Jedediah Purdy

  • Votes of No Confidence

    Could there be a more propitious time to come out, as the title of Jason Brennan’s book announces, Against Democracy? From the Brexit vote to the Trump nomination, both liberal and conservative bien-pensants are grumbling that, if this is what the people decide, then maybe the people should not decide after all. If that is your mood, Brennan has catnip for you.

    Brennan divides citizens into three gimmicky species: hobbits, who don’t care much about politics and just want to live their lives; hooligans, keenly interested in politics, who tend to be hyper-partisan and filter everything through

  • License to Kill

    TERRORISM WORKS, at least against America. The Al Qaeda attacks of September 11, 2001, did pretty much what they were designed to do—they drew the United States into a fruitless invasion of Afghanistan and a catastrophic war in Iraq. The Iraq War, in turn, furnished the petri dish in which the ISIS bacillus incubated. Now ISIS has broken with Al Qaeda and all but destroyed neighboring Syria, threatening a regional war and dragging the United States toward confrontation with Russia in the Levant. As a certain brutal candidate for the Republican presidential nomination might say, that is a huge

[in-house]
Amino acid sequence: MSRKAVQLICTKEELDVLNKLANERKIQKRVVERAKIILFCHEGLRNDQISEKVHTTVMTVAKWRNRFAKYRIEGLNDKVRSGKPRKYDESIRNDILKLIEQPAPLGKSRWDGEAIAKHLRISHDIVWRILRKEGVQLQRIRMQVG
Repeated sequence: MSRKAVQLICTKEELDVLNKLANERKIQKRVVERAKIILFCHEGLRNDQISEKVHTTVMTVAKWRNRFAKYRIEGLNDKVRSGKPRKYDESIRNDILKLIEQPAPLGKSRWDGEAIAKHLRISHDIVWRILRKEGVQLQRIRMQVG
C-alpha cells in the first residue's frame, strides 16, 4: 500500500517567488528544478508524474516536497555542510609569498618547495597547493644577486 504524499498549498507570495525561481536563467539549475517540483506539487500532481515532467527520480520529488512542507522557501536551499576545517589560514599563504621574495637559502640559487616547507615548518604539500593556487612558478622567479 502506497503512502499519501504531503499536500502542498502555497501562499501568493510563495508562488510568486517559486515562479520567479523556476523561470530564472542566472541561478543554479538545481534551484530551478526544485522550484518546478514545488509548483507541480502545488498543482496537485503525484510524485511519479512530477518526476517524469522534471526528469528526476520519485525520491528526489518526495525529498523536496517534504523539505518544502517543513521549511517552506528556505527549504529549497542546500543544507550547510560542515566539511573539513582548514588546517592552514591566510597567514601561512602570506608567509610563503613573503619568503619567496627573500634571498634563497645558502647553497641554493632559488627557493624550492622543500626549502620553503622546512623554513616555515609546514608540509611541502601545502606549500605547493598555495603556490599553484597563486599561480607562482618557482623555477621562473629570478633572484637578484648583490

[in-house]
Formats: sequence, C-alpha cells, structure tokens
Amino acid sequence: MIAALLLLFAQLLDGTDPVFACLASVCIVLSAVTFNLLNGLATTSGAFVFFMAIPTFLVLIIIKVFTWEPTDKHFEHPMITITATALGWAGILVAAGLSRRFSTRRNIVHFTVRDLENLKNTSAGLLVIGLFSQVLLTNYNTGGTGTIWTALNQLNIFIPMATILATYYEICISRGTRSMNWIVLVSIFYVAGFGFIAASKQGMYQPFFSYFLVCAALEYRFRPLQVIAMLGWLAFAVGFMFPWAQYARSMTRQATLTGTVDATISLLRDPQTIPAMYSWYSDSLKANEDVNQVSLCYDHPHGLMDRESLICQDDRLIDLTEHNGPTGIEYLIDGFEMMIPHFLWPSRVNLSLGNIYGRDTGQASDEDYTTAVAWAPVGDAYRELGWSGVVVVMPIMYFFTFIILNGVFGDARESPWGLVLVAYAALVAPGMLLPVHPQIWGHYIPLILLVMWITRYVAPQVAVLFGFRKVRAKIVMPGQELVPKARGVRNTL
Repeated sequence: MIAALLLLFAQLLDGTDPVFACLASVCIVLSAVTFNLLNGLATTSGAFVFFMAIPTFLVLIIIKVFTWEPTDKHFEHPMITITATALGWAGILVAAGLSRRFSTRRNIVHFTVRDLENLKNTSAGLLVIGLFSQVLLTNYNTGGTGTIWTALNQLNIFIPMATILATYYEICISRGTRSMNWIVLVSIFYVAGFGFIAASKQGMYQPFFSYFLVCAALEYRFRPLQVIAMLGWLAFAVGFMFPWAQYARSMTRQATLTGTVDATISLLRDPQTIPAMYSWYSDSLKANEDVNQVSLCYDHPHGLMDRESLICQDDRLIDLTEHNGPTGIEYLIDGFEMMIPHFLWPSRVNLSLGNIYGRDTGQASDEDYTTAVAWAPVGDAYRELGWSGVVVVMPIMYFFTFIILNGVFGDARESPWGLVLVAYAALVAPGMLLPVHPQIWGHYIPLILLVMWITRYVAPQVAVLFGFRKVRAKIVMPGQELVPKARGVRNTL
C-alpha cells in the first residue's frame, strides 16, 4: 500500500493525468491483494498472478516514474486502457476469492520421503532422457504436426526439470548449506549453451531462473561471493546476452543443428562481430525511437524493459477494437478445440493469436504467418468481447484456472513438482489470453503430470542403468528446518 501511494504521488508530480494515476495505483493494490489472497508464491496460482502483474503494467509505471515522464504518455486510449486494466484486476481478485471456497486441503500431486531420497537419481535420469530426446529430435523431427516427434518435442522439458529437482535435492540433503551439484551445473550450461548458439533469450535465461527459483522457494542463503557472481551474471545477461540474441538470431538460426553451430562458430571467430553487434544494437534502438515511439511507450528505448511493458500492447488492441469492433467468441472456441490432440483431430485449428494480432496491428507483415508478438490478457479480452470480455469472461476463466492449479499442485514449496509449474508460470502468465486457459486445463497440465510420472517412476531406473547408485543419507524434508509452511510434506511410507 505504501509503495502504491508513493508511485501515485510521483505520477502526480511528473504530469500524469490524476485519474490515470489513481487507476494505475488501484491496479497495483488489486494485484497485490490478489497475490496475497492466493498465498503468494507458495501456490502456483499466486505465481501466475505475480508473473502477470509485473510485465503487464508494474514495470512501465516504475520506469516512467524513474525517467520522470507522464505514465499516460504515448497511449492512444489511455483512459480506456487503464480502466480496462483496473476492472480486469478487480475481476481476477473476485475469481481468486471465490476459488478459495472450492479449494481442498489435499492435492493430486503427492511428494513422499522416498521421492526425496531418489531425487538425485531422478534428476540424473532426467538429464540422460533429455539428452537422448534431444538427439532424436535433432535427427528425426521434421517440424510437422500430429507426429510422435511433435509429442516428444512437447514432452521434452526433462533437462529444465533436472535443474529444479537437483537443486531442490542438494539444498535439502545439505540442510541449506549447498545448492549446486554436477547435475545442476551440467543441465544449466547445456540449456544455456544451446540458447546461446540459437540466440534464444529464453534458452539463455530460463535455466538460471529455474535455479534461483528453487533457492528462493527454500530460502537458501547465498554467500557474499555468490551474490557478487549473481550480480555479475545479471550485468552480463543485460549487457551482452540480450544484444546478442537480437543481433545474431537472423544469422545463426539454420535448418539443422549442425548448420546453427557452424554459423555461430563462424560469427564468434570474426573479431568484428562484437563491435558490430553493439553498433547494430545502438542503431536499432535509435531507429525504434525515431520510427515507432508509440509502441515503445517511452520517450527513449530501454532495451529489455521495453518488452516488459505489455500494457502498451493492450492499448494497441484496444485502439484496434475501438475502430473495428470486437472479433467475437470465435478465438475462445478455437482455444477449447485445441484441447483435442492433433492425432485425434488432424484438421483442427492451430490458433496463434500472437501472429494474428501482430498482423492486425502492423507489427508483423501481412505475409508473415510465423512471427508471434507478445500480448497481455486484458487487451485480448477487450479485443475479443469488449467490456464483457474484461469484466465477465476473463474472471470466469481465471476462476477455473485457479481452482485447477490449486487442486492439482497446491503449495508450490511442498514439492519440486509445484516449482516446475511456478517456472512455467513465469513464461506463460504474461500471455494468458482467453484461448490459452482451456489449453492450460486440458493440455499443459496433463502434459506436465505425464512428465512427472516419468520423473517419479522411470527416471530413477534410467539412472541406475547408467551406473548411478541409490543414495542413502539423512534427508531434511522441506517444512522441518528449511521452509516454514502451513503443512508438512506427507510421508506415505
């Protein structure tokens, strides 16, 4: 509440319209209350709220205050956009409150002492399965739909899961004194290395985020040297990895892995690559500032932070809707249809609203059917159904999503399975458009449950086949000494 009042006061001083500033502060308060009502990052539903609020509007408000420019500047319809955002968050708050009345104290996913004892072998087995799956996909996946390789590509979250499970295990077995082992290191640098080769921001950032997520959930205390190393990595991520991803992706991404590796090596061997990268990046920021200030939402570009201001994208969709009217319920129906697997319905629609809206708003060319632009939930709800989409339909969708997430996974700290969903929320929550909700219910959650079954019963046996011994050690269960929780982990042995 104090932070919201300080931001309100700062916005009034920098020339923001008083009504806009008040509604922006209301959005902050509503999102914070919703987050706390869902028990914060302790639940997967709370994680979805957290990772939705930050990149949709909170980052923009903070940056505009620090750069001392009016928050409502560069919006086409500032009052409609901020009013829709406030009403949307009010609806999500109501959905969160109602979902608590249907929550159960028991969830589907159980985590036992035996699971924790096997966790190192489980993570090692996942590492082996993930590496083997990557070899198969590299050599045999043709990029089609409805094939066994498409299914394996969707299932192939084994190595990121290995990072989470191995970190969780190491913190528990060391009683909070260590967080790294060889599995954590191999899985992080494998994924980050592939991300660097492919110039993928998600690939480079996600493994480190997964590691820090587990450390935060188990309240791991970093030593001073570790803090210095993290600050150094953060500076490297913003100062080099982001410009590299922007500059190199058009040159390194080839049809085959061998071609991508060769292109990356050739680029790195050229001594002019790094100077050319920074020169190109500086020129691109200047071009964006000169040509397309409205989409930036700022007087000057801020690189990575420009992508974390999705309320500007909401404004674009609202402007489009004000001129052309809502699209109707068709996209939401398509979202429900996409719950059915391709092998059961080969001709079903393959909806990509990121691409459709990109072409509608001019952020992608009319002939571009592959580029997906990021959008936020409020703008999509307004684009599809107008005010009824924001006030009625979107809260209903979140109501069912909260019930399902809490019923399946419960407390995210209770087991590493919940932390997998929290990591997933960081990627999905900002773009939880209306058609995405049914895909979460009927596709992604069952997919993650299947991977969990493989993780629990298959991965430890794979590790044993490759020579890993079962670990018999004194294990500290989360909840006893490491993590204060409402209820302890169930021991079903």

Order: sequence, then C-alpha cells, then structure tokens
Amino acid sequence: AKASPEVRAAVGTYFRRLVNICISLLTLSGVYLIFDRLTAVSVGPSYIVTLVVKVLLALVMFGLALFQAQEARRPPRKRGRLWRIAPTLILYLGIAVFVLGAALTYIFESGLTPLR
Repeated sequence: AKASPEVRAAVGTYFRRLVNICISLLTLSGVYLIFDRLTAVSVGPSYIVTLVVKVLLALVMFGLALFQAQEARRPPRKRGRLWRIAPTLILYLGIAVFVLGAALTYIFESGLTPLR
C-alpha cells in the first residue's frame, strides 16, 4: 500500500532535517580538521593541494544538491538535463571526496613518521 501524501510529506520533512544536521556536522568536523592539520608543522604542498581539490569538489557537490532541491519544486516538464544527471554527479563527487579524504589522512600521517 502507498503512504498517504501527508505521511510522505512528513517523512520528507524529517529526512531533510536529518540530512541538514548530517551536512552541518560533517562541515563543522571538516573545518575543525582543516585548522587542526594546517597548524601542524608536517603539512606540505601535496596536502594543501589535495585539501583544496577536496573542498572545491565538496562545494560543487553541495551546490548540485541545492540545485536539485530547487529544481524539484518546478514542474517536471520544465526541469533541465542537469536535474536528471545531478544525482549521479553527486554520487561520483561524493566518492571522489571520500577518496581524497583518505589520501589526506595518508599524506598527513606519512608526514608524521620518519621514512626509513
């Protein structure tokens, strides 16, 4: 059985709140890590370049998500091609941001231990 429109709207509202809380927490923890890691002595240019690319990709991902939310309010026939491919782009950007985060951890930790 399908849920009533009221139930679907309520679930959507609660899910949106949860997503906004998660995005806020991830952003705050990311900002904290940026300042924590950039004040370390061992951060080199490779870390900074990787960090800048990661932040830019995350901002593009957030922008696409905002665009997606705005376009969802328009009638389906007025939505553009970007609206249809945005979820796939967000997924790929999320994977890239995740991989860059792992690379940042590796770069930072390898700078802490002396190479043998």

• Black-Robed Reactionaries

    For most of American history, progressives have not loved the Supreme Court. Four years before the Civil War broke out, Chief Justice Roger Taney ruled that white settlers’ slaves were protected “property” under the Constitution—a status that would, in Taney’s view, forever prohibit African Americans from becoming citizens of the United States. In the early twentieth century, the court struck down minimum-wage laws and other protections for workers. The Fourteenth Amendment’s promise of “equal protection of the laws,” adopted in 1868, had no application to women until the 1970s. An interpretation